Most people have had exposure to poetry though you may not realize it. Children are exposed to it very early. Have you read children’s books? Nursery Rhymes are poems even if you don’t really think of them as such. Little rhyming verses. Of course, it’s a poem! Poems that have words that ricochet off each other and flow like water, rhymes and lines skipping across the page, intent on making a child smile. Oh, come on, who doesn’t chuckle reading anything by Dr. Seuss! He’s awesome!
The next exposure you probably remember is in school, junior or high school. When I was in school, it was all classic poetry, nothing from the 20th century. 18th and 19th century, mainly. We spend weeks on the Rime of the Ancient Mariner by Samuel Taylor Coleridge and at the time, I wouldn’t have wished that on my worst enemy! But it’s got to be one of the best poems for vivid imagery, too. Glittering eyes, grey-beard loons, emerald green icebergs, growling ice, and, look, read this out loud and tell me how exquisite it is:
The fair breeze blew, the white foam flew,
The furrow followed free;
We were the first that ever burst
Into that silent sea.
If you want to read the whole, epic missive, it’s here
. You’ll feel like you’re reading the plot to a horror movie. It’s long and epic in nature and in spite of me not being a poetry fan in general, this one has stayed with me. Or, parts of it have.
Back on track. Even though I can appreciate that for what it is, and others, I still don’t really read poetry nor often can I get my head around it. I think it’s more to do with the modern style of poetry. From verses and rhyming, it’s turned into a stream of prose, separated up into lines of varying lengths, or even, in the style of e.e. cummings, breaking up words across different lines, so we’re fooled into thinking it’s poetry. It sounds pretty. It might have lovely images. But it is often vague and metaphoric which leaves me cold.
Review: The Circle Game – Margaret Atwood
2 of 5 stars
I recently struggled through a short volume of poems by the awesome Margaret Atwood called Circle Game. There’s a lengthy foreword that explains how the theme is in all these poems and how many of them express it. I feel that if someone has to explain the poem, it’s very likely I wouldn’t understand it if I read it on my own. Sure enough, the pretty words haven’t made a lot of sense.
I would read a poem, sort of understand where it was going and then, wait, what? The next line would be completely off the wall and make no sense and it ruined the rest of it. I don’t get that you can write a pretty sentence, put the words on different lines and it’s now a poem. Apparently, how it’s broken up into lines says something. *shrugs* It’s kind of like modern art. The artist might say it means this but you really can make it mean anything you want.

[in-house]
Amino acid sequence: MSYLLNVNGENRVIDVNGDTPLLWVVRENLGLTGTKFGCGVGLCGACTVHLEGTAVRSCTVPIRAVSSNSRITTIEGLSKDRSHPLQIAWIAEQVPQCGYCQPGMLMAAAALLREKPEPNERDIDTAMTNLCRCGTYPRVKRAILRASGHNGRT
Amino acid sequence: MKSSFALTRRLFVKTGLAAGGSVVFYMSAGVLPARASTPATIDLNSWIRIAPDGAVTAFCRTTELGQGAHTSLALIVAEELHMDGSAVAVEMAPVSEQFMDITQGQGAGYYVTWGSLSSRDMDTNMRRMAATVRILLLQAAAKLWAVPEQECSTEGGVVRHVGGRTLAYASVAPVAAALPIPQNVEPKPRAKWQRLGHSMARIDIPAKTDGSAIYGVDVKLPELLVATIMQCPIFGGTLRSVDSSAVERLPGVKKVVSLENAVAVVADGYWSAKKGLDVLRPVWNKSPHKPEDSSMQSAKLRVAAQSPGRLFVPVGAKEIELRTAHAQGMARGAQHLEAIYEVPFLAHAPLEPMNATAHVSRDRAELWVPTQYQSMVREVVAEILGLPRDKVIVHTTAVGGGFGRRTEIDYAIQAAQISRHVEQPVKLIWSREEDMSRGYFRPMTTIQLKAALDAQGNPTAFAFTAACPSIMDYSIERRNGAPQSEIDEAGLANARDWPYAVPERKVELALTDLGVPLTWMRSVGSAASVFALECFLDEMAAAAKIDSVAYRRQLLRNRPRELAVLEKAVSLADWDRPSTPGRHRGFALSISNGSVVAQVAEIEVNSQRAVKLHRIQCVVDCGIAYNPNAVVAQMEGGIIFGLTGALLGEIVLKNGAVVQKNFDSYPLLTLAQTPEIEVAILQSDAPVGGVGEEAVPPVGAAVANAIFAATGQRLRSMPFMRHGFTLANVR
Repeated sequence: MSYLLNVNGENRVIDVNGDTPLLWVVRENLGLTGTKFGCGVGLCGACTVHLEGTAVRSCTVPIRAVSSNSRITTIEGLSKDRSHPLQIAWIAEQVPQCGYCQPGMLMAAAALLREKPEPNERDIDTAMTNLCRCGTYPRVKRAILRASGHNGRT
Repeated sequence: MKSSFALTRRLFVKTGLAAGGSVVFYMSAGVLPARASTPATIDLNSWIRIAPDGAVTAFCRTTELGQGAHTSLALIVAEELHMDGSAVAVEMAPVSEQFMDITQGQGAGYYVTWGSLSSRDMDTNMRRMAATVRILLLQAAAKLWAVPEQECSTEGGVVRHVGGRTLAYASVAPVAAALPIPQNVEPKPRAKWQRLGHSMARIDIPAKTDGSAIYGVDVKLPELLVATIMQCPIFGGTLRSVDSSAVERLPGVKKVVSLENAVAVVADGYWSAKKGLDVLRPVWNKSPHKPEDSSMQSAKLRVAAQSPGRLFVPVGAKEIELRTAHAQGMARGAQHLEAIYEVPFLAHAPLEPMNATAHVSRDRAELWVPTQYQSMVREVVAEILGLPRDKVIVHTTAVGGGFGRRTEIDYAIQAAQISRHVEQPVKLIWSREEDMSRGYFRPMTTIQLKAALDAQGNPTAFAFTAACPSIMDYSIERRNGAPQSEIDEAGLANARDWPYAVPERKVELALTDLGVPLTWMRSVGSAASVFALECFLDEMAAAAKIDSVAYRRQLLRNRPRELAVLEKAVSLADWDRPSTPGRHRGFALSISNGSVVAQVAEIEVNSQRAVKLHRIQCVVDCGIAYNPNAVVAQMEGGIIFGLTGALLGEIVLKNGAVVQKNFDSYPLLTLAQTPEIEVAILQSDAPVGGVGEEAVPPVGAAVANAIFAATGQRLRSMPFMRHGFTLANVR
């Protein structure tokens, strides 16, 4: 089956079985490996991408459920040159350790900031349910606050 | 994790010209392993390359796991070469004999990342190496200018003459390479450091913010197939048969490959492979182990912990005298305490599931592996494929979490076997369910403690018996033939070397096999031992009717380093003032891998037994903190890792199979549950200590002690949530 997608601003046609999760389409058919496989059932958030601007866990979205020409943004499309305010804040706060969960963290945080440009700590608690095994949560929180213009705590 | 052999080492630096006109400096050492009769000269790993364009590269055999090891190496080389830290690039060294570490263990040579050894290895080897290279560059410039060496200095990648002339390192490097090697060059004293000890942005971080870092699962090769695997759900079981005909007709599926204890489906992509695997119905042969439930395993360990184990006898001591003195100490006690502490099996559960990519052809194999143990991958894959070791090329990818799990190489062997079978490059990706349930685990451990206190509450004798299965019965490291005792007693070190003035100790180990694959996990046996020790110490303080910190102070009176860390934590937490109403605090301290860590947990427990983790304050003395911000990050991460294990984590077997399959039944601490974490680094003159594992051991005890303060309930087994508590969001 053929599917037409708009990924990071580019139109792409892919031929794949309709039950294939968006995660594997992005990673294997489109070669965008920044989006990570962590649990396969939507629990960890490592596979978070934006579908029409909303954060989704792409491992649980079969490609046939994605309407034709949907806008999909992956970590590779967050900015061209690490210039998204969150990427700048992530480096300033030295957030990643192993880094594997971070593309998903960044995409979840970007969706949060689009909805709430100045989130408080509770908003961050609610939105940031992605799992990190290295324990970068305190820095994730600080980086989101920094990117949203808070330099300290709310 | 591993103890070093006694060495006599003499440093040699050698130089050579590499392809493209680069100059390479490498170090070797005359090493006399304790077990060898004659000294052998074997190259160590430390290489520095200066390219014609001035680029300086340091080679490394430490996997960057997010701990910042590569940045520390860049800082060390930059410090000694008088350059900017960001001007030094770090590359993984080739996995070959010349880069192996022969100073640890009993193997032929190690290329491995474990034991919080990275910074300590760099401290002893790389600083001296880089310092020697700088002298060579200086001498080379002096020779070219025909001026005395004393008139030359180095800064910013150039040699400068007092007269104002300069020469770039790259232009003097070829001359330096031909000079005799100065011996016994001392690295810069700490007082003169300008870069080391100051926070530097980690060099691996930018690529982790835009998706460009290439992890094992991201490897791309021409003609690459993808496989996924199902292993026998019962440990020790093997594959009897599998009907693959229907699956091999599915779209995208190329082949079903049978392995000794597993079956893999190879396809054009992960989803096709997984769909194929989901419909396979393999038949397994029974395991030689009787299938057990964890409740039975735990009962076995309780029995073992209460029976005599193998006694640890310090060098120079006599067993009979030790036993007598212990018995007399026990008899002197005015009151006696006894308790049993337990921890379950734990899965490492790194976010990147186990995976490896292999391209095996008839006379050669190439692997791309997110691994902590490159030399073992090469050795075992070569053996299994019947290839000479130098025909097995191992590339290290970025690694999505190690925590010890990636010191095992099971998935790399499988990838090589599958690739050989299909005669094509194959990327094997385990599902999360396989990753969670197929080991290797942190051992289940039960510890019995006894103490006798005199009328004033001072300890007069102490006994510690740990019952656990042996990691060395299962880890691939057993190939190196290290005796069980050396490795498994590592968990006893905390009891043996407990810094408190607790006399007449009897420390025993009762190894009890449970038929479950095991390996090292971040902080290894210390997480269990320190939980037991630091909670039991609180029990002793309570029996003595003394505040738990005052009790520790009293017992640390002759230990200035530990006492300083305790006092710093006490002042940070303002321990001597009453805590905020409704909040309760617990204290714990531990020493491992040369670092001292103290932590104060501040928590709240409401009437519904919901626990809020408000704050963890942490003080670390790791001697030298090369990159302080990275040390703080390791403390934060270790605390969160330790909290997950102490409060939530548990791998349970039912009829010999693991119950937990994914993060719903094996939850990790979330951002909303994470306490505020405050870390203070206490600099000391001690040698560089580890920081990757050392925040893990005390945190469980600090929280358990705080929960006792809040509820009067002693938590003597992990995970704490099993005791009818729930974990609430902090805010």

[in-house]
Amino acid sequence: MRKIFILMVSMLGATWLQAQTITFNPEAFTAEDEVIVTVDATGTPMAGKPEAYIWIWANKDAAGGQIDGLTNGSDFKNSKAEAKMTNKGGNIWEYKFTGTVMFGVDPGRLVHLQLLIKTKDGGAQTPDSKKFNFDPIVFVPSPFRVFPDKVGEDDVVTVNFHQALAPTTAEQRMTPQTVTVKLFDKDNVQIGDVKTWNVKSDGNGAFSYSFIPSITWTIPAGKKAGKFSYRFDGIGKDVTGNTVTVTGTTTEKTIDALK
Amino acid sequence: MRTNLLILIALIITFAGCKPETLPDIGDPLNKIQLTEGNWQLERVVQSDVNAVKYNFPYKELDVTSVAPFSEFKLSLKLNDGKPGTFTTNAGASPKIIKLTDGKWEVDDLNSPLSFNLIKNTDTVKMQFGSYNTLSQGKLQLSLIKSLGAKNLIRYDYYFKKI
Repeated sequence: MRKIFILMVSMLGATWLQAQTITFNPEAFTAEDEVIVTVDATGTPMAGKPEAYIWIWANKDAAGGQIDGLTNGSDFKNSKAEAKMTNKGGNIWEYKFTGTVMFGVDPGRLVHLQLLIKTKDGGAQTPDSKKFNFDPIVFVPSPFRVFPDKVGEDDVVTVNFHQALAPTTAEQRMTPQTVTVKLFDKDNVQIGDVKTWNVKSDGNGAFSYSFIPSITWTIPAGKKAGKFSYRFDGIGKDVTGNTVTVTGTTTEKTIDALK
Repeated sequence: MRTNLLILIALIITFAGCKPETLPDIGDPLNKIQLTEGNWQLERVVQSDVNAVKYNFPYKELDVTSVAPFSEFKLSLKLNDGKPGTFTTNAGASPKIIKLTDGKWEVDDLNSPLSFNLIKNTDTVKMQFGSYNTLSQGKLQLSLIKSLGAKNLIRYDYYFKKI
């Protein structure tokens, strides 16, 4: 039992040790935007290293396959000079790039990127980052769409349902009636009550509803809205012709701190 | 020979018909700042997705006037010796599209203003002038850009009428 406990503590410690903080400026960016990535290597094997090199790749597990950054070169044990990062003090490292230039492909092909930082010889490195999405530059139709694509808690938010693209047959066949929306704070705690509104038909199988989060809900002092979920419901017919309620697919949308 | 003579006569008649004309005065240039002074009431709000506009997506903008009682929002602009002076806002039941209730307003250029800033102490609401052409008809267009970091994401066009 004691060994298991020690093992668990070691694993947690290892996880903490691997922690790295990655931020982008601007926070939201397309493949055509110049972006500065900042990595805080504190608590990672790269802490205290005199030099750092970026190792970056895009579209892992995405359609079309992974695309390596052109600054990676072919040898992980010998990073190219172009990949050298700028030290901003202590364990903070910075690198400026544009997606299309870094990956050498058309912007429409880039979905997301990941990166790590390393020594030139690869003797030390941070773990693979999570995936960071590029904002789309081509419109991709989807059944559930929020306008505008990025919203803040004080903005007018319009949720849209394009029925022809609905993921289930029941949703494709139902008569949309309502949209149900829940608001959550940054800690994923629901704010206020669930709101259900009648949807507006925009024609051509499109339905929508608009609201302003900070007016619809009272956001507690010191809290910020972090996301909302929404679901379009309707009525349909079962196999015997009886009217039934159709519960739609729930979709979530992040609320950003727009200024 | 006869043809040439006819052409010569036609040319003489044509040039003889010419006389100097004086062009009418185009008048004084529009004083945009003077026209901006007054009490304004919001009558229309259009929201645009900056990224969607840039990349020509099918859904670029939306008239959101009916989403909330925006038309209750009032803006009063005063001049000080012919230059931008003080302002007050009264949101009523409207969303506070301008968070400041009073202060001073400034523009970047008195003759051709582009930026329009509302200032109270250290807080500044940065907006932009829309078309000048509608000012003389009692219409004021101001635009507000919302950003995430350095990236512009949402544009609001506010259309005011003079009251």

Vague and esoteric, symbolism and metaphor, it doesn’t mix with the way my brain works. I don’t insist that a poem rhyme, but I really prefer it to make sense without someone having to explain it to me. These just confused me for the most part. Why did I read it? Mainly for a Bingo challenge square. I’ve had a couple of other collections recommended to me which I may like better including one by Richard Wagamese. I have really enjoyed his books and writing style so perhaps I’ll give it a go.
Back to the topic at hand…
Lyrics in songs are also poetry conveying images and emotion. Some do it better than others. Say what you will about Bob Dylan, he might not be able to carry a tune in a bucket but he sure can write the words. The lyrics of John Lennon can move me to tears but mostly I’m one of those annoying people that pays more attention to the music and the guitar solo than the lyrics of a song. At least, that’s the first thing I hear. Eventually, I’ll figure out the lyrics of the songs I like the most. Or not. After 30+ years of hearing the lyrics to the Eagles’ Hotel California
, I’m still not sure what they were smoking when they wrote it!
I will leave you with a poem that I do quite like. It rhymes and everything.
When You Are Old – William Butler Yeats
When you are old and grey and full of sleep,
And nodding by the fire, take down this book,
And slowly read, and dream of the soft look
Your eyes had once, and of their shadows deep;
How many loved your moments of glad grace,
And loved your beauty with love false or true,
But one man loved the pilgrim soul in you,
And loved the sorrows of your changing face;
And bending down beside the glowing bars,
Murmur, a little sadly, how Love fled
And paced upon the mountains overhead
And hid his face amid a crowd of stars.